A Letter from Moscow: (In)divisible Security and Helsinki 2.0
A Russian letter recently darkened Europe’s door. In it, Russian Foreign Minister Sergey Lavrov criticized the alliance’s understanding and use of a principle known as “indivisible security.” You would be forgiven for having never heard of that niche term that emerged from a conference in Helsinki in the 1970s (more on that later), but Lavrov does have a point. It comes down to contrasting interpretations of what this term means in Western capitals versus in Moscow.
The West views indivisible security primarily as the right to choose alliance membership freely. By contrast, Moscow associates the principle with the obligation to not strengthen security at the expense of the security of other states, but it omits two other notions related to it: human rights and the non-use of force. After all, indivisible security was a product of Cold War détente that offered new opportunities to support the evolution of Eastern Europe in a way that was then also acceptable to the Soviet Union.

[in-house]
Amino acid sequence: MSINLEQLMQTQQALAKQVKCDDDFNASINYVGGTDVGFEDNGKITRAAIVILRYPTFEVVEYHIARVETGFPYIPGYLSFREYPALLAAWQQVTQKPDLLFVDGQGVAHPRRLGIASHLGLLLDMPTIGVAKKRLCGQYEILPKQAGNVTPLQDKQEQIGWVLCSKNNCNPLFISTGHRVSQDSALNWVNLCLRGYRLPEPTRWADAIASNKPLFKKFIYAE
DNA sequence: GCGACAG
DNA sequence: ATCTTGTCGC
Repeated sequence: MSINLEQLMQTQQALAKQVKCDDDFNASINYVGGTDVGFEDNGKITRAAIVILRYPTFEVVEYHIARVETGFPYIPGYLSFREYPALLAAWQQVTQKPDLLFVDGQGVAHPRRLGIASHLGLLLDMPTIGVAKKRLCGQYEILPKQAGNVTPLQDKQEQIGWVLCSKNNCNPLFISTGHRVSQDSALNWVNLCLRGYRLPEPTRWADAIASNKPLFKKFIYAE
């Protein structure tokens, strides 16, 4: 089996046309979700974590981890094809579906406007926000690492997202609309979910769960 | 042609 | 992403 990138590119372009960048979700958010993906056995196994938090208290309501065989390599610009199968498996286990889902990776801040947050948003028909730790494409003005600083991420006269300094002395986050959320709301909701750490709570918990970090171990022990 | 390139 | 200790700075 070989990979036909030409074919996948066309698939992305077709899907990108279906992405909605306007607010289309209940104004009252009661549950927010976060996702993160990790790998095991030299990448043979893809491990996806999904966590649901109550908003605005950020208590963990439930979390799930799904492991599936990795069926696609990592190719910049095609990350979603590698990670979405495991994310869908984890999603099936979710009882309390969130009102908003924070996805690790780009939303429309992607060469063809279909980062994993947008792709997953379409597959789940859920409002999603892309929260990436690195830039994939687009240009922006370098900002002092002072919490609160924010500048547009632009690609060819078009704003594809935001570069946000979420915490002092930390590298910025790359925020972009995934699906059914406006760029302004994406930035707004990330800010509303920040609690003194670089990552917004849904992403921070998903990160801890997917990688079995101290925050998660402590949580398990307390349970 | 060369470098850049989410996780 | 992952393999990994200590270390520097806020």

Revisiting the concept and its evolution could help in the current crisis. First, looking back at how Europe arrived at shared principles, despite strongly diverging interests, could provide valuable lessons now that continental security has once again become “divisible.” Second, it may help in understanding the limits of cooperation once sides begin cherry-picking from formerly agreed principles. Third, it could provide the starting point for a new diplomatic initiative — call it Helsinki 2.0 — aimed at hammering out a modus vivendi that would provide the West, Russia and non-aligned countries, such as Ukraine, with more security. Even though Russia is much weaker today than the Soviet Union was, it still has the political and military potential to wreak havoc on the European continent. With China waiting in the wings, America cannot afford another Cold War with Russia. What is now needed are hard-won diplomatic compromises.
The Helsinki Process
The principle of the indivisibility of security emerged from negotiations at the Conference on Security and Co-operation in Europe — the predecessor of the Organization for Security and Co-operation in Europe (known to most by its acronym, OSCE) — that took place in Helsinki from 1972 to 1975.
From the start, the East and the West pursued different goals. The Soviet Union sought to legitimize the political status quo and the division of Europe after World War II. The West and the neutral states in Europe (Austria, Finland, Switzerland, and Sweden) put an emphasis on individual security. They viewed cooperation on military security, economic issues, and human rights as equally important elements of one overarching concept: comprehensive security.